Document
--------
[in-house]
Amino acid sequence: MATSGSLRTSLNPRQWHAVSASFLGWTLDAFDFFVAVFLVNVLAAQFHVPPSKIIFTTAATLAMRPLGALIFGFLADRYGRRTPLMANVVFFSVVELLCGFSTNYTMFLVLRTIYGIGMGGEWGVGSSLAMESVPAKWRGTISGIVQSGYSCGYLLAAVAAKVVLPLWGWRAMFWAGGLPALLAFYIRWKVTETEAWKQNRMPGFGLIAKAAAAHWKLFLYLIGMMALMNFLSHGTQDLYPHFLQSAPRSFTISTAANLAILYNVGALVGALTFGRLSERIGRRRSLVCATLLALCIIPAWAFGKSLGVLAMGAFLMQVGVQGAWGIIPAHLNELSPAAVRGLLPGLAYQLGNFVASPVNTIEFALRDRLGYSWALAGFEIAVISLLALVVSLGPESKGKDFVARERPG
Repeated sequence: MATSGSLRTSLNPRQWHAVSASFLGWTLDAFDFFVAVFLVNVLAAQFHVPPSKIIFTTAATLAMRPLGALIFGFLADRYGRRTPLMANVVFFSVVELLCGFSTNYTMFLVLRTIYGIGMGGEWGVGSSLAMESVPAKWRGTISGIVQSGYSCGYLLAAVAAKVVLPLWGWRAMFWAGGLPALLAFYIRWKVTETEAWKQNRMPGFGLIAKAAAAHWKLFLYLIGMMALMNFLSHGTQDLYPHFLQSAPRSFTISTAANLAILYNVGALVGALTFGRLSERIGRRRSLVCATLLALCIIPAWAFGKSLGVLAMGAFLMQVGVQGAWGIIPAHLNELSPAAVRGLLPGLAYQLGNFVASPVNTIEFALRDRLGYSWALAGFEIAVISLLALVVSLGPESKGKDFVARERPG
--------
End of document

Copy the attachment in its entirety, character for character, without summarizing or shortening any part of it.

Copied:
[in-house]
Amino acid sequence: MATSGSLRTSLNPRQWHAVSASFLGWTLDAFDFFVAVFLVNVLAAQFHVPPSKIIFTTAATLAMRPLGALIFGFLADRYGRRTPLMANVVFFSVVELLCGFSTNYTMFLVLRTIYGIGMGGEWGVGSSLAMESVPAKWRGTISGIVQSGYSCGYLLAAVAAKVVLPLWGWRAMFWAGGLPALLAFYIRWKVTETEAWKQNRMPGFGLIAKAAAAHWKLFLYLIGMMALMNFLSHGTQDLYPHFLQSAPRSFTISTAANLAILYNVGALVGALTFGRLSERIGRRRSLVCATLLALCIIPAWAFGKSLGVLAMGAFLMQVGVQGAWGIIPAHLNELSPAAVRGLLPGLAYQLGNFVASPVNTIEFALRDRLGYSWALAGFEIAVISLLALVVSLGPESKGKDFVARERPG
Repeated sequence: MATSGSLRTSLNPRQWHAVSASFLGWTLDAFDFFVAVFLVNVLAAQFHVPPSKIIFTTAATLAMRPLGALIFGFLADRYGRRTPLMANVVFFSVVELLCGFSTNYTMFLVLRTIYGIGMGGEWGVGSSLAMESVPAKWRGTISGIVQSGYSCGYLLAAVAAKVVLPLWGWRAMFWAGGLPALLAFYIRWKVTETEAWKQNRMPGFGLIAKAAAAHWKLFLYLIGMMALMNFLSHGTQDLYPHFLQSAPRSFTISTAANLAILYNVGALVGALTFGRLSERIGRRRSLVCATLLALCIIPAWAFGKSLGVLAMGAFLMQVGVQGAWGIIPAHLNELSPAAVRGLLPGLAYQLGNFVASPVNTIEFALRDRLGYSWALAGFEIAVISLLALVVSLGPESKGKDFVARERPG